The stock price of Cytokinetics, Inc. (NASDAQ:CYTK) tumbled more than 61% after the company revealed that its experimental treatment for patients suffering from Amyotrophic Lateral Sclerosis (ALS) (commonly called Lou Gehrig’s disease), a progressive neurodegenerative disorder, failed to meet its goals in a phase 11b clinical trial.
The shares of the biopharmaceutical company were trading at $5.00 per share at the time of this writing around 1:07 P.M. today. Cytokinetics, Inc. (NASDAQ:CYTK) closed at $12.99 per share yesterday. The trading of the stock was halted before the bell on Friday.
Initial data from Cytokinetics’ clinical trial
Based on the summary of the initial data from the clinical trial, the new compound called Tirasemtiv did not help patients inflicted with Lou Gehrigs disease.
Cytokinetics, Inc. (NASDAQ:CYTK) said the topline results of the BENEFIT ALS (Blinded Evaluations of Neuromuscular Effects and Functional Improvements with Tirasemtiv in ALS) failed to achieve its primary efficacy endpoint.
The biopharmaceutical company said the secondary efficacy analysis of the effect of Tirasemtiv on respiratory function and other measures of skeletal muscle function provided mixed results.
Tirasemtiv is a novel muscle activator and it is the lead drug candidate from the skeletal muscle contractility program of Cytokinetics, Inc. (NASDAQ:CYTK).
“Fair amount of value left”
Commenting on the results of the mid-stage clinical trial of the treat, Chad Messer, an analyst at Needham & Co Inc. told Bloomberg, “It’s pretty negative news. People are going to sell and run away. They’re going to consider it dead money for a while. I think there’s a fair amount of value left in the company.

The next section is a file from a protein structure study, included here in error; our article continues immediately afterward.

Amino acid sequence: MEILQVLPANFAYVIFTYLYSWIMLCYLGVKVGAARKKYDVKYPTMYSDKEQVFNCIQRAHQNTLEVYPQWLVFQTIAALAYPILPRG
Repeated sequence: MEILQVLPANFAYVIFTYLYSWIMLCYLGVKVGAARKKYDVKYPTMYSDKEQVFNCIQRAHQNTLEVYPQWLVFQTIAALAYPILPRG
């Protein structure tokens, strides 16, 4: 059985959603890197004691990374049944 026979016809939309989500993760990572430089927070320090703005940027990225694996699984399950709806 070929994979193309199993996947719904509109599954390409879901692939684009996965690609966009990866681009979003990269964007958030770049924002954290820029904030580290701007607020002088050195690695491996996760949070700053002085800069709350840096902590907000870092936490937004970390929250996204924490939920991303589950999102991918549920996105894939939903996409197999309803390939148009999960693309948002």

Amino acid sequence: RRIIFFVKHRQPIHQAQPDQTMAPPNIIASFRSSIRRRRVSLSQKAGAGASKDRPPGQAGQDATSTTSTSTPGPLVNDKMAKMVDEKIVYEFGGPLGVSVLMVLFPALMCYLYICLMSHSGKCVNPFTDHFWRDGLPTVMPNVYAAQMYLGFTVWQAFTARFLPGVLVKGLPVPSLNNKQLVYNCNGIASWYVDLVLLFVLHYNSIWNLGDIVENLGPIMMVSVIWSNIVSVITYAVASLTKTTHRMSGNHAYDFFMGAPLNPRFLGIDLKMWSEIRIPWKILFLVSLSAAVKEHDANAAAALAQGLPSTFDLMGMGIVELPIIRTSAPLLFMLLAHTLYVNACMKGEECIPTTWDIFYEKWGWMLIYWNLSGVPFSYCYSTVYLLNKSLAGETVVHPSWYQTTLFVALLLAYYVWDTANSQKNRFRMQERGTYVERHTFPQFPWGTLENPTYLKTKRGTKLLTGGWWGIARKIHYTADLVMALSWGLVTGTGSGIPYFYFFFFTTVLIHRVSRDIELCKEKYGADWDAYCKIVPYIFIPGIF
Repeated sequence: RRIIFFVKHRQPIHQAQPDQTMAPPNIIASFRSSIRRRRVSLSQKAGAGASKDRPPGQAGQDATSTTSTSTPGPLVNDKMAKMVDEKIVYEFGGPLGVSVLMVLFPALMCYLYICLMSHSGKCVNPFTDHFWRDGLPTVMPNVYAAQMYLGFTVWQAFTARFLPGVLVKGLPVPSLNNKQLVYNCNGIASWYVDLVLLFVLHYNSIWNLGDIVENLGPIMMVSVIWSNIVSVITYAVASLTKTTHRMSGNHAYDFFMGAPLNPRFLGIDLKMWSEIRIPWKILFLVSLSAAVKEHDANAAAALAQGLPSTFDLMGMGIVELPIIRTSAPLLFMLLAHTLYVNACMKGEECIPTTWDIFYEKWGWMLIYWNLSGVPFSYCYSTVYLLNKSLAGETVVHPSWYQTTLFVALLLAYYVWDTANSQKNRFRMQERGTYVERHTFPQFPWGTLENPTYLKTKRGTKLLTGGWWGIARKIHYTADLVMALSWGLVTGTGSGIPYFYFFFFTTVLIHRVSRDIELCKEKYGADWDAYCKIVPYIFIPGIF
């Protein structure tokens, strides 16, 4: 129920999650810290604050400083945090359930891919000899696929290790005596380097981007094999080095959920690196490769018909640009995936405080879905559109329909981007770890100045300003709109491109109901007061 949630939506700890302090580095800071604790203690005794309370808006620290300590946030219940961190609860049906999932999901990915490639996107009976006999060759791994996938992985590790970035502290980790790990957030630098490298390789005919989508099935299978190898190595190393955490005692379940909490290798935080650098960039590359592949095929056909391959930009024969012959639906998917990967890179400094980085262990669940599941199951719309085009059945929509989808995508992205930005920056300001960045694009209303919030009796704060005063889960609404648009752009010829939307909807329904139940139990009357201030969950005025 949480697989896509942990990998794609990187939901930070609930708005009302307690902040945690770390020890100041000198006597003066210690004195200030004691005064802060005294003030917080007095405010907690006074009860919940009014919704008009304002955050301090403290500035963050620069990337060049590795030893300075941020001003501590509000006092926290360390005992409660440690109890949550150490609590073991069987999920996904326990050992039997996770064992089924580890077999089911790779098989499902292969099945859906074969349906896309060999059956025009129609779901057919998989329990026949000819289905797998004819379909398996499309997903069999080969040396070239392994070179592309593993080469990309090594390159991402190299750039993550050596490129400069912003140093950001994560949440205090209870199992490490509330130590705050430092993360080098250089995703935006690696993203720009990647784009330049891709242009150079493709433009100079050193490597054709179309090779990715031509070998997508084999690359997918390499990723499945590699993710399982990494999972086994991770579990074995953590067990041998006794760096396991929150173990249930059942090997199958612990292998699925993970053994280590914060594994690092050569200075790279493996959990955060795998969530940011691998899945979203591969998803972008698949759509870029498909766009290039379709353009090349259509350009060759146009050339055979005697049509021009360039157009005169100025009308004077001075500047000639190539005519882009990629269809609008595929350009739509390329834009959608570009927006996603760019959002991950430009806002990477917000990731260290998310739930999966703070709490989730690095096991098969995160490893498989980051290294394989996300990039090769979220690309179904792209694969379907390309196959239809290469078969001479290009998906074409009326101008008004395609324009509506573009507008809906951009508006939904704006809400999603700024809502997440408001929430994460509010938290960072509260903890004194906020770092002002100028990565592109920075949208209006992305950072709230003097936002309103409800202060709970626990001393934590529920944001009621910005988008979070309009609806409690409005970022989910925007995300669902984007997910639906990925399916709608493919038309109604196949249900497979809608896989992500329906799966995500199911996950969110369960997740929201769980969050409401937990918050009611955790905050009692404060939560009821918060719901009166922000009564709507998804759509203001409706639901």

Messer added that he believes Cytokinetics, Inc. (NASDAQ:CYTK) heart disease drug will show more positive trial results by the end of the year.
New therapeutics alternatives desperately needed
In a statement, Robert I. Blum, president and CEO of Cytokinetics Inc. (NASDAQ:CYTK) said, “Patients with ALS desperately need new therapeutic alternatives to slow the course of their disease and loss of function. We stand with the ALS community in our disappointment that BENEFIT-ALS did not achieve its primary efficacy endpoint.”
According to him, the company will share the full details of the results of the clinical trial with the broader scientific and medical community focused on ALS research over the next few days.
“Understanding these results will require significant further review. Once we have fully evaluated the data from BENEFIT-ALS, we expect to determine whether there is a potential development path forward for Tirasemtiv for the potential treatment of ALS and what may be the appropriate next steps,” said Blum.